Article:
Ford Recalls Issued Over Fuel Leak Risks, Engine Problems
Ford has announced three separate recalls, impacting more than 400,000 vehicles, due to defective fuel and oil line components that may leak and cause unexpected engine failure and fire hazards.
The Ford Motor Company recalls were announced on October 26, all involving customer warranty claims indicating several engine components leaked fuel or oil, causing a sudden loss of control. To date, no injuries, fires or crashes have been reported in relation to the recalled vehicles.
In the largest recall, Ford announced more than 400,000 model year 2010 through 2012 Ford Escape vehicles and 2010 through 2011 Mercury Mariner vehicles equipped with 3.0 liter engines were being recalled due to the potential for the fuel delivery module supply port to develop cracks, resulting in fuel leaks.
Did You Know?
Millions of Philips CPAP Machines Recalled
Philips DreamStation, CPAP and BiPAP machines sold in recent years may pose a risk of cancer, lung damage and other injuries.Learn More
In the event the fuel delivery module supply port develops a crack, fuel running through the engine components could leak onto extremely hot surrounding engine components, creating a fire hazard. This scenario is extremely likely to occur while the vehicle is in motion creating an increased crash hazard.
The recalled Ford Escape models were manufactured at the Kansa City Assembly plant from February 26, 2009 to April 29, 2012, and the recalled Mercury Mariner vehicles were also manufactured at the Kansas City Assembly Plant from February 25, 2009 to December 12, 2010.
According to Ford’s press release, there are an estimated 411,663 vehicles affected by the recall, with roughly 329,018 within the United States, 69,576 in Canada, 7,477 in Mexico and 247 distributed to federalized territories.
The second series of vehicles to be recalled by Ford include 8,026 model year 2015 through 2017 Shelby GT350/R Mustangs manufactured at the Flat Rock Assembly Plant from February 24, 2015 to August 30, 2016.
The Mustang vehicles are being recalled due to insufficient crimping of the engine cooler tube assemblies hose’s that could lead to a hose separation and oil leak. If the hose separates, drivers could experience a sudden engine failure and in the presence of an ignition source the leaking fuel could pose a fire hazard.
The third series of vehicles to be recalled include an estimated 180 model year 2017 Ford Super Duty 6.7-liter diesel Chassis Cab vehicles manufactured at the Kentucky Truck Plant.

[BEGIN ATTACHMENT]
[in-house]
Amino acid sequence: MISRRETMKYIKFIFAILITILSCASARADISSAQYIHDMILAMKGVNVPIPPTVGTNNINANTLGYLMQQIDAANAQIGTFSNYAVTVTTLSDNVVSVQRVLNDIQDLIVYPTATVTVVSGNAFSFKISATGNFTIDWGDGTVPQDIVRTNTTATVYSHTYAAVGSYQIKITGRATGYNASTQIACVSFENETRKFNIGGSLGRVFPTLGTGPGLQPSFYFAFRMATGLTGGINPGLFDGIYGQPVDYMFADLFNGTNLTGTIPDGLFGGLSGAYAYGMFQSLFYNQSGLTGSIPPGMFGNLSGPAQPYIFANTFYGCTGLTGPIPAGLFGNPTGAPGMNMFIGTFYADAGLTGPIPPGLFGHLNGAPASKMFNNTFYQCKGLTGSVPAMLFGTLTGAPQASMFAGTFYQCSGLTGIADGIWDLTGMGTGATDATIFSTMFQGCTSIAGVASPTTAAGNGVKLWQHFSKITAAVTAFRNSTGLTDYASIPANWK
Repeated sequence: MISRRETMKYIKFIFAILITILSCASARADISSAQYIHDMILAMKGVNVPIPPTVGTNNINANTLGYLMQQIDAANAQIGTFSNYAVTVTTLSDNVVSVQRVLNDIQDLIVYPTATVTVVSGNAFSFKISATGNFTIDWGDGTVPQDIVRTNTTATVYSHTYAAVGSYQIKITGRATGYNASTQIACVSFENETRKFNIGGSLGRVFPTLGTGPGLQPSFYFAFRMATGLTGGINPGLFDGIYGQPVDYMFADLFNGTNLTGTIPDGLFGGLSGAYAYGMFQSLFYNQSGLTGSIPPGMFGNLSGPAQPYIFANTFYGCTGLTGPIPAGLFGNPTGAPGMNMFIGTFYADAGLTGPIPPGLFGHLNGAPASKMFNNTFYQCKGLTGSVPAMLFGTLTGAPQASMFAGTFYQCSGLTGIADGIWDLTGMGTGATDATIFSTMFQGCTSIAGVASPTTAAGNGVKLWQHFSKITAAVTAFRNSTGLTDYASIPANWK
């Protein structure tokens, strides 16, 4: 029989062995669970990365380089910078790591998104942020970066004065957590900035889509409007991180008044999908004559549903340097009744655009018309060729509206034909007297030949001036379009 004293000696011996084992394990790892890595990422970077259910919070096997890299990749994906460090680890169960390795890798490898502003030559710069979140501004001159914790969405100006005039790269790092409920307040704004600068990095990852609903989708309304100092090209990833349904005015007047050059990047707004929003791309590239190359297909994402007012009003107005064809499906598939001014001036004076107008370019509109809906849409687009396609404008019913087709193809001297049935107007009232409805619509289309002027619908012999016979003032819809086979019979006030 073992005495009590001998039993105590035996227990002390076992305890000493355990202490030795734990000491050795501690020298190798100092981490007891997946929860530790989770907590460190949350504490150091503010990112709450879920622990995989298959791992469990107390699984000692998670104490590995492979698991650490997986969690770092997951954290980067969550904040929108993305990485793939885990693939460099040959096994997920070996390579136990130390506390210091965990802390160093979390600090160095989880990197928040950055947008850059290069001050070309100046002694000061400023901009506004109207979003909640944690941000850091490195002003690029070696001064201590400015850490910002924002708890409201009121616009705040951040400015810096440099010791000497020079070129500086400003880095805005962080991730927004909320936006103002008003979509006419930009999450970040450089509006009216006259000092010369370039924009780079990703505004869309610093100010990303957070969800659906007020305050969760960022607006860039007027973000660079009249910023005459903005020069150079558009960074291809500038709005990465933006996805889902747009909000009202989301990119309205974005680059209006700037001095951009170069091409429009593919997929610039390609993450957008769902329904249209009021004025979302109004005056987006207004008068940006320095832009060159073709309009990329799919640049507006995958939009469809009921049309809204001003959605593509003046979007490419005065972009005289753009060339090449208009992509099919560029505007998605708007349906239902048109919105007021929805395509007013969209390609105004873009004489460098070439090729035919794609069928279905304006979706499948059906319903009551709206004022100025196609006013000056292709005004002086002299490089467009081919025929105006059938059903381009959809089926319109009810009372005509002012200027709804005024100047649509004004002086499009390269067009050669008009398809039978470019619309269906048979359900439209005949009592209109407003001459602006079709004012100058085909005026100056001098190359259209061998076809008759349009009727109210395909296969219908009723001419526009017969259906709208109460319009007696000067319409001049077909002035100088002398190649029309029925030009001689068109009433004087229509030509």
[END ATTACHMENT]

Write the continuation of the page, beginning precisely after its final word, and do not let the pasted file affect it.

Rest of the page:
The recalled Super Duty trucks are being recalled due to inadequate adhesion of the protective shield on the fuel conditioning module that may dislodge. In this scenario road debris or water spray may force open the drain valve on the module, causing a substantial fuel leak that could result in a vehicle fire.
Ford announced approximately 170 of the impacted trucks were sold throughout the United States and an additional 12 were distributed to Canada.
Ford Motor Company announced that no accidents, injuries or fires have been reported in relation to any of the recently issued fuel leak recalls and that it is currently working on a schedule to notify owners and dealers of the issues and the course of action to remedy the recalls. Customers will be instructed to schedule a free repair appointment at their local Ford dealer to have the recalled Escape and Mariner vehicles serviced with a replacement fuel delivery module flange assembly. Customers with recalled Mustang vehicles will be given a free replacement engine cooler tube assembly, and recalled Ford Super Duty truck owners will have the vehicles fuel conditioning module bottom cover replaced with a metallic protective shield.
"*" indicates required fields
More Top Stories
Uber faces a lawsuit from four passengers who say they were sexually assaulted by drivers, due to the company's lack of security measures and focus on passenger safety.
A Bard PowerPort lawsuit claims the defective design of the port catheter led to a woman developing a severe infection and needing to have the implant surgically removed.
The new federal judge overseeing all talcum powder lawsuits has called for a Science Day to educate the court ahead of planned Daubert hearings which could decide if bellwether test trials can move forward.